ROLE REVERSAL: ethical traps when curators become artists

It has often occurred in the history of art that when the vested interests propping up high reputations have fallen away, other figures from the periphery have risen. Even inside the days of our post-everything epoch, when success goes to those who demand it as often as those who deserve it, the longer reckoning known as posterity inserts itself into our consciousness as old images overpower new ones, and we wonder what the museum of the future will retain from our creations.

If the museum continues to be posterity’s place of residence, the curator must be its host, with responsibilities that are not to be taken lightly. Although the influence of curators has shaped the corpus and coloured the marrow of contemporary art, their authority still derives from the traditional idea that they are detached observers, maintaining a critical distance from the ideas or objects they examine and judging without self-interest. Which may explain why people are watching closely as a number of prominent local curators are now establishing careers as artists, and the curator-as-artist becomes a familiar, little-questioned phenomenon of the art world.

A gradual levelling of the playing field between curators and artists in recent decades has seen curators gain unprecedented power to make and forsake artists, and artists taking to casual curatorship as an act of self-preservation. But while the rise of the artist-as-curator has brought many illuminating exhibitions and insights from close to the creative source, and artists return to the studio after these excursions as reliably as a bear turns in for the winter, can we extrapolate that curators-as-artists will enhance the culture? As I picture a curator on the cusp of coming out as an artist, going with a flow that may hitherto have run through them as a silent undercurrent, I have trouble reconciling between the sense of abandon I would like to imagine them experiencing, and the cold hard facts that:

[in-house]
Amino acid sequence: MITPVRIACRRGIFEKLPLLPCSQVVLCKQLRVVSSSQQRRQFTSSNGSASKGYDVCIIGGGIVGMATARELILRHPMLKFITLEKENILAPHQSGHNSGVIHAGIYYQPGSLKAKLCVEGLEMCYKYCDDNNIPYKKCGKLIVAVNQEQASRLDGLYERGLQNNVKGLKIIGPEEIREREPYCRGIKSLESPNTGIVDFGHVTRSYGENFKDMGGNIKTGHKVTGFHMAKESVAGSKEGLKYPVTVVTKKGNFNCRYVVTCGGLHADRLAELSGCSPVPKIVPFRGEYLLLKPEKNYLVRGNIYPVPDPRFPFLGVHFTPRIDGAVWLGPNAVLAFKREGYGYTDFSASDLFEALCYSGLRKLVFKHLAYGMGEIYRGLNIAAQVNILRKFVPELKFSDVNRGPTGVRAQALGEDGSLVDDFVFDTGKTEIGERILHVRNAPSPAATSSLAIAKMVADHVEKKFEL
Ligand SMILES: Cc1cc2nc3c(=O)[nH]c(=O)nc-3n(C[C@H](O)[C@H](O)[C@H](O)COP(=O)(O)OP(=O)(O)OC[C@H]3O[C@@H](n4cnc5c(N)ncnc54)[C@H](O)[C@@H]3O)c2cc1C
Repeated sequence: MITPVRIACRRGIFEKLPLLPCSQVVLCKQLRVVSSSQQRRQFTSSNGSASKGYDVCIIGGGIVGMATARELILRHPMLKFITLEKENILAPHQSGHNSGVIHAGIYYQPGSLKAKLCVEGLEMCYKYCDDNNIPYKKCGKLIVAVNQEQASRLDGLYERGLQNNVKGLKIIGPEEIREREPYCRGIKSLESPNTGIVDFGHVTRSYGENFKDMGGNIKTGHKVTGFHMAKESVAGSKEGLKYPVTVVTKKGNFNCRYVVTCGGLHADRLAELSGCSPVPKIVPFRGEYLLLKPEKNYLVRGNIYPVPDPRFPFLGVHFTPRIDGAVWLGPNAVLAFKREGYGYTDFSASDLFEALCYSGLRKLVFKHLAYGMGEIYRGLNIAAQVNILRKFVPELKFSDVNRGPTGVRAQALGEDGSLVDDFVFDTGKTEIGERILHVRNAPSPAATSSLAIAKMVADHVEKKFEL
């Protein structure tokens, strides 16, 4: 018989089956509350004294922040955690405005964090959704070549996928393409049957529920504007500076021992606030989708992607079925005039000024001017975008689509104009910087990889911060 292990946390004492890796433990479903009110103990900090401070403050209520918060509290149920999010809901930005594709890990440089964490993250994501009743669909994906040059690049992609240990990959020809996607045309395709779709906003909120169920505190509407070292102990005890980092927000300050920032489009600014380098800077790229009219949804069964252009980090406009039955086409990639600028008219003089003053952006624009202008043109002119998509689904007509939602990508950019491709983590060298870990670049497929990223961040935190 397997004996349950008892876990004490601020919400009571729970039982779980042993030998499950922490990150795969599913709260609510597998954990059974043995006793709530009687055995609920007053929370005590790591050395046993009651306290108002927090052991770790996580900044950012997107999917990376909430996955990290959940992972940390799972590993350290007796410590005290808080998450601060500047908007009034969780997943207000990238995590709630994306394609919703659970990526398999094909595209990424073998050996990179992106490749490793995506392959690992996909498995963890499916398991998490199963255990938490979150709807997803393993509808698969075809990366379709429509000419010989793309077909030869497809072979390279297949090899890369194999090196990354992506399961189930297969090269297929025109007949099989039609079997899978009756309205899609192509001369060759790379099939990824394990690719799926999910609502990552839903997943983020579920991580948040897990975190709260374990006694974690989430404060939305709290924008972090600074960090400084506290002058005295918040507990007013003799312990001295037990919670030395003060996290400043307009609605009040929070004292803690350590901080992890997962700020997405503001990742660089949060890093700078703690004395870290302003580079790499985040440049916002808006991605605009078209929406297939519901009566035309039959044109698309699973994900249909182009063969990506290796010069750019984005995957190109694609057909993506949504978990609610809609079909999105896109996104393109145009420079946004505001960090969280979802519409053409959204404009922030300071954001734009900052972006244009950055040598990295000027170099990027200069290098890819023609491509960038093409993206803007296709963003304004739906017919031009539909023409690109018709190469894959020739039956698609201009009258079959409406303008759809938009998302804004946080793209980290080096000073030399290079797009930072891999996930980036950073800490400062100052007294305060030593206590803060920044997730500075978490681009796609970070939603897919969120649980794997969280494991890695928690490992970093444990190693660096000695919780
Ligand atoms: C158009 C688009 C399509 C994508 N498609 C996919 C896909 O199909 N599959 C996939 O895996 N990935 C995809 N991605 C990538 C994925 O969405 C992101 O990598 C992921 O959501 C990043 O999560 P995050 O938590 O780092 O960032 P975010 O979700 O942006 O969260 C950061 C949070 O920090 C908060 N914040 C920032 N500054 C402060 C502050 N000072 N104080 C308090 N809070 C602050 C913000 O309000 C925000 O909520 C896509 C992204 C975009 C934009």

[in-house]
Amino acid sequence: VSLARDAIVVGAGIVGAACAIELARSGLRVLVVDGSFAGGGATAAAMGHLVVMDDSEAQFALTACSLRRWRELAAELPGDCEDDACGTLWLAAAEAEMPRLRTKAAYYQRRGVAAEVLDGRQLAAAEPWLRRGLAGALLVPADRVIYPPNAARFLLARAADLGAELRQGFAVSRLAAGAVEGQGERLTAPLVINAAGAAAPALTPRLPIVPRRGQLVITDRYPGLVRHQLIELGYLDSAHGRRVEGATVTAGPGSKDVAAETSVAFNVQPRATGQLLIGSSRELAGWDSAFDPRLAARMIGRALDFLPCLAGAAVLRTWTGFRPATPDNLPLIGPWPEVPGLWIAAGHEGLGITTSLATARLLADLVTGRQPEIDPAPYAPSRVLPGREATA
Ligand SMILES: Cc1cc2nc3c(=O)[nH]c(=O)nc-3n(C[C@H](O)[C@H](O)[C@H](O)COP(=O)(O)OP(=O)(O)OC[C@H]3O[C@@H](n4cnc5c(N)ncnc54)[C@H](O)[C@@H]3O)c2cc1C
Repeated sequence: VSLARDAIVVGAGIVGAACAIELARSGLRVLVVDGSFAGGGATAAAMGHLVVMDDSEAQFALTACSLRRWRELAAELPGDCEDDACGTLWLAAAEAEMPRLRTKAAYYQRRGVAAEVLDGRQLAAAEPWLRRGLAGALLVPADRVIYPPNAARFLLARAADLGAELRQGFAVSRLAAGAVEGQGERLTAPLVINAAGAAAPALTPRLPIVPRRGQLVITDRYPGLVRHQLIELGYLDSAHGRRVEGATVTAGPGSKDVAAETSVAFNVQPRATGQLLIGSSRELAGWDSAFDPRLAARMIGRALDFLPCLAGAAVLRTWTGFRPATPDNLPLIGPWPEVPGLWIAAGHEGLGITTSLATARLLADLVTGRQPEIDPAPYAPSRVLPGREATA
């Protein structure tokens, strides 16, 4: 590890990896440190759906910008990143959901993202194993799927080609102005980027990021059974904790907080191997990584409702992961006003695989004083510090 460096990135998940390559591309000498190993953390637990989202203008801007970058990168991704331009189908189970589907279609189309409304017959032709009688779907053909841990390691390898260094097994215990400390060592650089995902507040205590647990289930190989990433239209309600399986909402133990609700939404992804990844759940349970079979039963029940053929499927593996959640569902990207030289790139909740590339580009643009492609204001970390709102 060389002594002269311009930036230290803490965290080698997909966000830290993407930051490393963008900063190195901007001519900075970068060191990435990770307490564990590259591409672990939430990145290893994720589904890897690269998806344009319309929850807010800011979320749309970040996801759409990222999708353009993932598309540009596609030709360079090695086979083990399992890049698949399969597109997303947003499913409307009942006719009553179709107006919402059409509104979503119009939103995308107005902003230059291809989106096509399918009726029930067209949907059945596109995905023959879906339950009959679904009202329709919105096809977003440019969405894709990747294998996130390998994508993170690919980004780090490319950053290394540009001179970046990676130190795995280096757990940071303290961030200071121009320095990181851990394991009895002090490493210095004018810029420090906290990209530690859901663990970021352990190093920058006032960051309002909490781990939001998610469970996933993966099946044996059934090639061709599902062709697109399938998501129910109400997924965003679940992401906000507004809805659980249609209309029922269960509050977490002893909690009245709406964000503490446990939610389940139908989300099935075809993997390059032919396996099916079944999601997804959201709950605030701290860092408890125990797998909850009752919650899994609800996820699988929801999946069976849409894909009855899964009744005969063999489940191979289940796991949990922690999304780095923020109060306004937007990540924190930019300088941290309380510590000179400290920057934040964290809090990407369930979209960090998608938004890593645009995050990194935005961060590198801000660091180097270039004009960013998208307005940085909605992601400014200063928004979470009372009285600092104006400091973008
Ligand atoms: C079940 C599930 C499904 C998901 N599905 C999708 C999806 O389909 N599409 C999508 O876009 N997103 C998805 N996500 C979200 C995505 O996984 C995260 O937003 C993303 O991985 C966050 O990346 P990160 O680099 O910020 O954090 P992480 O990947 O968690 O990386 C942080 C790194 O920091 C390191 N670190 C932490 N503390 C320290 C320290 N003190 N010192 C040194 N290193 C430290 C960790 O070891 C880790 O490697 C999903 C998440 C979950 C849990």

A. They may, and do, embark on their art careers while hanging on to positions of curatorial influence, and
B. They enjoy career advancement based on networks developed through their jobs as curators, while many artists who have worked with distinction for a very long time, but simply don’t appeal to prevailing curatorial tastes, are still way off the radar.

Questions on the ethics of a curator doubling as an artist lack a forum in which to be aired and clearly answered, because curatorial processes  have always been conducted like acts of secret magic behind closed doors.

Questions on the ethics of a curator doubling as an artist lack a forum in which to be aired and clearly answered, because curatorial processes in our museums and art organisations have always been conducted like acts of secret magic behind closed doors. State galleries, the Australia Council and NAVA all have codes of conduct that any member of the public can read, but they were written before curators and artists drifted into role-blur, and provide only general advice that employees should absent themselves from decisions that could directly benefit them. I can only presume that a curator-artist could not or would not try to rig the system to see a piece of their own work acquired or selected for an important exhibition (surely not..?) but that doesn’t mean the rise of the curator-as-artist won’t insidiously influence the commerce of the art world in other ways.